A former head of the Pine Ridge Hospital is expected to plead guilty in March to lying about receiving money from a staff doctor. The doctor is now facing accusations he sexually abused children over a 13-year period.
Wehnona Stabler, 60, is charged with making a false statement on a 2014 financial disclosure report related to her activities as chief executive officer of the Pine Ridge Indian Health Service.
Federal prosecutors say Stabler did not report receiving $5,000 from Dr. Stanley Patrick Weber despite a work policy requiring her to disclose gifts of more than $350 from one person.
Stabler, of Wathill, Neb., admitted these allegations in a statement of facts signed Feb. 2, the same day she entered into a plea agreement with the U.S. Attorney’s Office.
According to the statement, the $5,000 came in the form of a check from Weber, a pediatrician and Pine Ridge Hospital’s acting clinical director at that time.
Federal employees in “positions of financial trust,” who face potential financial conflicts of interest are required to complete the Confidential Financial Disclosure Report, officially known as OGE-450. But at no time did Stabler report Weber’s monetary gift, the statement reads.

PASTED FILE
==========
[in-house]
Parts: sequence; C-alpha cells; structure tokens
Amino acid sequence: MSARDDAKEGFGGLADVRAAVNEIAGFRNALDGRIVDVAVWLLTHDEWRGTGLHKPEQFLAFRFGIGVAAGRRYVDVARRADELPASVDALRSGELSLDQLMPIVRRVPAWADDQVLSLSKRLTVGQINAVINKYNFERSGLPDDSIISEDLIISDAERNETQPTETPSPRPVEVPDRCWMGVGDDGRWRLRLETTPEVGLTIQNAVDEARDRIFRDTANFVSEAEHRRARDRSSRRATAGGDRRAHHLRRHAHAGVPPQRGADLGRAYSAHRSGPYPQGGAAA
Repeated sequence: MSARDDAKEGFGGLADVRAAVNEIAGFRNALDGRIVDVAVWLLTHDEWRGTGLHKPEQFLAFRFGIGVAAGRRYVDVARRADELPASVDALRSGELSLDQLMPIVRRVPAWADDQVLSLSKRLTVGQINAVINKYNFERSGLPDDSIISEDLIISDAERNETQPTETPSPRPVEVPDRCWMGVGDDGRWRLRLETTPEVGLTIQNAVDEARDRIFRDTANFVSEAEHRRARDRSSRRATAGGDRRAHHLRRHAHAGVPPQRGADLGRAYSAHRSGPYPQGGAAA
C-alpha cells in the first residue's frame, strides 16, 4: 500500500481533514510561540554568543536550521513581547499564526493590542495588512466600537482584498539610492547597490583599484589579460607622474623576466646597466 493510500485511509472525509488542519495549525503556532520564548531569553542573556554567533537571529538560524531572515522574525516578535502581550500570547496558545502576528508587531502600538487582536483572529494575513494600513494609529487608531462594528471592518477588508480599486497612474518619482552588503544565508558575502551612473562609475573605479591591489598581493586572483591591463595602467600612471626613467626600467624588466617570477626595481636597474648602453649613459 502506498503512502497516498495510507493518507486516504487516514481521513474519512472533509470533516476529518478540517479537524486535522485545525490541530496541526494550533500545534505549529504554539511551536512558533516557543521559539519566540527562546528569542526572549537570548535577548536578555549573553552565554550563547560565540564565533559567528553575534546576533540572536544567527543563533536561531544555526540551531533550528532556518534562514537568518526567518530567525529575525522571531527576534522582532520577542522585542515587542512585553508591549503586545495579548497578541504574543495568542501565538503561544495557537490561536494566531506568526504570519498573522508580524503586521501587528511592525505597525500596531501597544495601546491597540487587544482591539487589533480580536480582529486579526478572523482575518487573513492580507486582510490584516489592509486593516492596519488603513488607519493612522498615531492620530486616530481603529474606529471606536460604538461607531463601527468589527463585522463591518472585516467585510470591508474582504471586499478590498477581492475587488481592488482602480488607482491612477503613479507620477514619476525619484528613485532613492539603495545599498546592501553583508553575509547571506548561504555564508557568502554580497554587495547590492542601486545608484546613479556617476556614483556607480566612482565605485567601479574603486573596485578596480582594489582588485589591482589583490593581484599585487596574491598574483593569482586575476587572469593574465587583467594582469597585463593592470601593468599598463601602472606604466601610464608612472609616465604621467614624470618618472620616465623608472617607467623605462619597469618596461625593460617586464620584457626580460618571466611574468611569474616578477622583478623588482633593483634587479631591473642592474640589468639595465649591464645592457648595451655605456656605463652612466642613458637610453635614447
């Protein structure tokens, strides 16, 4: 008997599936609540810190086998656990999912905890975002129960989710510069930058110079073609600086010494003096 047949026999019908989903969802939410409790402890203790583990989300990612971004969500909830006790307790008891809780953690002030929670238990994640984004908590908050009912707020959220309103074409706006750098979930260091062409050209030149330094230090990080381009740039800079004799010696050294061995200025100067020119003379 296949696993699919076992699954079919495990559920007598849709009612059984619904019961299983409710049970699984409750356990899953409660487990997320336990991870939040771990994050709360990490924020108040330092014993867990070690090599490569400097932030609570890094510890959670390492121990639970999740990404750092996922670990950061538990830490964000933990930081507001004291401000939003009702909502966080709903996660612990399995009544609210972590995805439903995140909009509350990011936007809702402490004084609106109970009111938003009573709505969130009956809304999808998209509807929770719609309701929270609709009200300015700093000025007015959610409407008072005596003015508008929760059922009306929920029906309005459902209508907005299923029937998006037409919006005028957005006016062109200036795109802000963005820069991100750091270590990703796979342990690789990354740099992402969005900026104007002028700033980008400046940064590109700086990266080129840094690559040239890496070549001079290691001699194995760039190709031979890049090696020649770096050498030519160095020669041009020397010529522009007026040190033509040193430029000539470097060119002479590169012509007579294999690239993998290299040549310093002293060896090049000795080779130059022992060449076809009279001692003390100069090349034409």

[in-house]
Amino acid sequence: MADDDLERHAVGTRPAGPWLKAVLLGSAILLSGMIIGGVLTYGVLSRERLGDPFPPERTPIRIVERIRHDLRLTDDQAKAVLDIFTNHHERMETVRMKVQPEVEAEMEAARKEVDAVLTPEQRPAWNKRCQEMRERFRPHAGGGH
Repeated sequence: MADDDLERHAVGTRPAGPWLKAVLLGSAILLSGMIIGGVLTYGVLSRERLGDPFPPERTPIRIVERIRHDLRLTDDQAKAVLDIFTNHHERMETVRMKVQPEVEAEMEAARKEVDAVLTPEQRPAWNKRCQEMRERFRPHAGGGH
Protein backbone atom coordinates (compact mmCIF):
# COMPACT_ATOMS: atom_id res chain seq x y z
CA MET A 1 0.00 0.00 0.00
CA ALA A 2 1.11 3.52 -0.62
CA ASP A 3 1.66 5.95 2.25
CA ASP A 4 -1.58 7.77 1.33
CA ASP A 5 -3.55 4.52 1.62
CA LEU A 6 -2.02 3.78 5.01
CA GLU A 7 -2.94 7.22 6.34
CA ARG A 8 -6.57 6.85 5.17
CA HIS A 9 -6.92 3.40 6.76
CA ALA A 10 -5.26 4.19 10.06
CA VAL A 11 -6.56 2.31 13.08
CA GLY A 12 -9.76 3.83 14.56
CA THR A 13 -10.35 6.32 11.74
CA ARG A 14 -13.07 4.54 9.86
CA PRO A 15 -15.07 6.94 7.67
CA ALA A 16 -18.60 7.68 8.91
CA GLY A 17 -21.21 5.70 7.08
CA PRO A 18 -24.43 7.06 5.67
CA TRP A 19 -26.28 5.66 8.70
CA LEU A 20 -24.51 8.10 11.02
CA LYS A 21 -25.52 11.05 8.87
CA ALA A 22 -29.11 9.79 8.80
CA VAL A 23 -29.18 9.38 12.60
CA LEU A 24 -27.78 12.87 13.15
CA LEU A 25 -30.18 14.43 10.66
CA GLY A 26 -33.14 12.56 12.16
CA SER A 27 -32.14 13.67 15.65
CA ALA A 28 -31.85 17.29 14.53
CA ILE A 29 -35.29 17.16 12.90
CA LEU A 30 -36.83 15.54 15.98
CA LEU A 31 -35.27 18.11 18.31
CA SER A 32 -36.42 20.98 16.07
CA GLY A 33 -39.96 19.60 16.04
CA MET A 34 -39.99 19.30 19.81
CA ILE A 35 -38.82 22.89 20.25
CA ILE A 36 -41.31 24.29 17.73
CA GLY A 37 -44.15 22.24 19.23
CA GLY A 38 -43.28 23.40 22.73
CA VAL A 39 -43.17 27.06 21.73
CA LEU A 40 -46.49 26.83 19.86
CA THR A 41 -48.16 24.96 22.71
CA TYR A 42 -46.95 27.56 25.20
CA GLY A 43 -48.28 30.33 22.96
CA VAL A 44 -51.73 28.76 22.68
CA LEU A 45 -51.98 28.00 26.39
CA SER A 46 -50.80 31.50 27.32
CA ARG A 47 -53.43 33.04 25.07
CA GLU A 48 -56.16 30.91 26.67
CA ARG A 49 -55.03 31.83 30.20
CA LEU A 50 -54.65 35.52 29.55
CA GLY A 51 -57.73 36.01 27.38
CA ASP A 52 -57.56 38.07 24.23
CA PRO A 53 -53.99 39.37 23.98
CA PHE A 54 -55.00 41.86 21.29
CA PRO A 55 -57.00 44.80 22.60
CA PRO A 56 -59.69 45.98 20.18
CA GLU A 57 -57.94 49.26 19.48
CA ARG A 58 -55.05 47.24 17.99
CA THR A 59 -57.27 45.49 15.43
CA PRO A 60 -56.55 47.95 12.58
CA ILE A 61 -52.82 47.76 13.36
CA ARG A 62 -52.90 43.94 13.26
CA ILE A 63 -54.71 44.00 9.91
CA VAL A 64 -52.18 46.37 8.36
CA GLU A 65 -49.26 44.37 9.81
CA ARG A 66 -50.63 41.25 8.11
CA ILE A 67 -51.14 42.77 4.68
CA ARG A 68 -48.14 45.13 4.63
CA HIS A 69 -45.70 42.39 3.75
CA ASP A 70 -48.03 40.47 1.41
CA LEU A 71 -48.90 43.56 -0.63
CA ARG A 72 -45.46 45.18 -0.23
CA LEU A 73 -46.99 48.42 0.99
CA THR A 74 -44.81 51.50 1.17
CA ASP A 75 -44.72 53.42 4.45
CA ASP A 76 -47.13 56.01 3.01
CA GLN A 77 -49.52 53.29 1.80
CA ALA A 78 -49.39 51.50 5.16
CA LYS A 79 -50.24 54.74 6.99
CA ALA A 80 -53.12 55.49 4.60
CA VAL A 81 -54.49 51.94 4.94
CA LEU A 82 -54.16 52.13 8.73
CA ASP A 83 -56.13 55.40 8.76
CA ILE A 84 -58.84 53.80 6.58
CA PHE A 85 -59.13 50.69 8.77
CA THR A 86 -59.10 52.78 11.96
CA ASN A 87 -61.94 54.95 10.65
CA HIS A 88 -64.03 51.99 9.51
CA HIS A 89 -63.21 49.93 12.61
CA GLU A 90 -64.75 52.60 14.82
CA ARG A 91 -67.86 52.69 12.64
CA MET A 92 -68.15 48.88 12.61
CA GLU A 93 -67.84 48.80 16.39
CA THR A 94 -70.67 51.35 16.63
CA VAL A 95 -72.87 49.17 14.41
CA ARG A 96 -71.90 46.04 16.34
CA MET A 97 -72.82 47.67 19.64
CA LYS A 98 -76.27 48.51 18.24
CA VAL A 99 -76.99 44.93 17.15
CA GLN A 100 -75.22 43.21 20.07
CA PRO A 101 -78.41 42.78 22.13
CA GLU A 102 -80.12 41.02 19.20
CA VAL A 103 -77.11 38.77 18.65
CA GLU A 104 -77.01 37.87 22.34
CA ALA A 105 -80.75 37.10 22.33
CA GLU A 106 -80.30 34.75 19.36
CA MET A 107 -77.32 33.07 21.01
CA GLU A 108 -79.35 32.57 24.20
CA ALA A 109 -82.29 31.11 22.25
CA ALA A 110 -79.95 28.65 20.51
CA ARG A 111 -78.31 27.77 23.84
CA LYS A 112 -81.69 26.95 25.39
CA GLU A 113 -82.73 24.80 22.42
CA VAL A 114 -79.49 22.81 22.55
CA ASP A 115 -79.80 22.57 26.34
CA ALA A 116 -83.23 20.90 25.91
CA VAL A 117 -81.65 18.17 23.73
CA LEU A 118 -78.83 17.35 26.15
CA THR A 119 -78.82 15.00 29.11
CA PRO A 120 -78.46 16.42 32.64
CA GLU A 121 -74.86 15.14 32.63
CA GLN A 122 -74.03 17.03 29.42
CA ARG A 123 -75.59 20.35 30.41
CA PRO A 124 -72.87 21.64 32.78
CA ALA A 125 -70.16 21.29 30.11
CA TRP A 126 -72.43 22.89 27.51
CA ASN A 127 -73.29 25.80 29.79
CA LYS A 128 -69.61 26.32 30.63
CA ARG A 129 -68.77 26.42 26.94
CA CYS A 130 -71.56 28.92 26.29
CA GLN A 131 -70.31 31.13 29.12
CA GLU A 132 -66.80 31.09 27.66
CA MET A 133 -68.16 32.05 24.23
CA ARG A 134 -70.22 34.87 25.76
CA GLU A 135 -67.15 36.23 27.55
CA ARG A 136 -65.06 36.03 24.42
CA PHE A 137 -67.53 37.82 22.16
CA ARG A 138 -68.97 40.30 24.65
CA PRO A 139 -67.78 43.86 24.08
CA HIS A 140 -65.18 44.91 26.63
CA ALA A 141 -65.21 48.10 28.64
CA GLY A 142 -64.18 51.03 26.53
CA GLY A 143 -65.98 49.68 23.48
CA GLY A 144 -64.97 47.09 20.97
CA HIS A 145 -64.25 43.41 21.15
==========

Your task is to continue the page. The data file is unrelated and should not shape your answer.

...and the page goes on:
Weber, 69, was charged in federal court last February with multiple child sex crimes, including aggravated sexual abuse.
Authorities say that between 1998 and 2011, Weber molested Native American children while working as a pediatrician at the Pine Ridge Hospital. He resigned in 2016.
Weber pleaded not guilty to the charges and has been granted house arrest in Spearfish. His trial date is pending.
Court documents don’t reveal the reason for Weber’s $5,000 gift to Stabler. But a news release from the U.S. Attorney’s Office, following Stabler’s indictment in June, included the fact that Weber was facing “multiple counts of sex abuse with minors arising when he was a pediatrician at IHS Pine Ridge.”
Both cases are being prosecuted by Assistant U.S. Attorney Sarah Collins, and the Department of Health and Human Services’ Office of the Inspector General are investigating them.
Weber’s most serious charges, five counts of aggravated sexual abuse, each carry a sentence of 30 years to life in prison.
Stabler’s charge, meanwhile, is punishable by up to five years in prison, three years of supervised release and/or a $250,000 fine. Under her plea agreement, the U.S. Attorney’s Office said it would recommend probation for a length of time that the court deems appropriate.
She is out of jail on bond and is scheduled to appear at the Rapid City federal courthouse for a plea-change hearing March 9.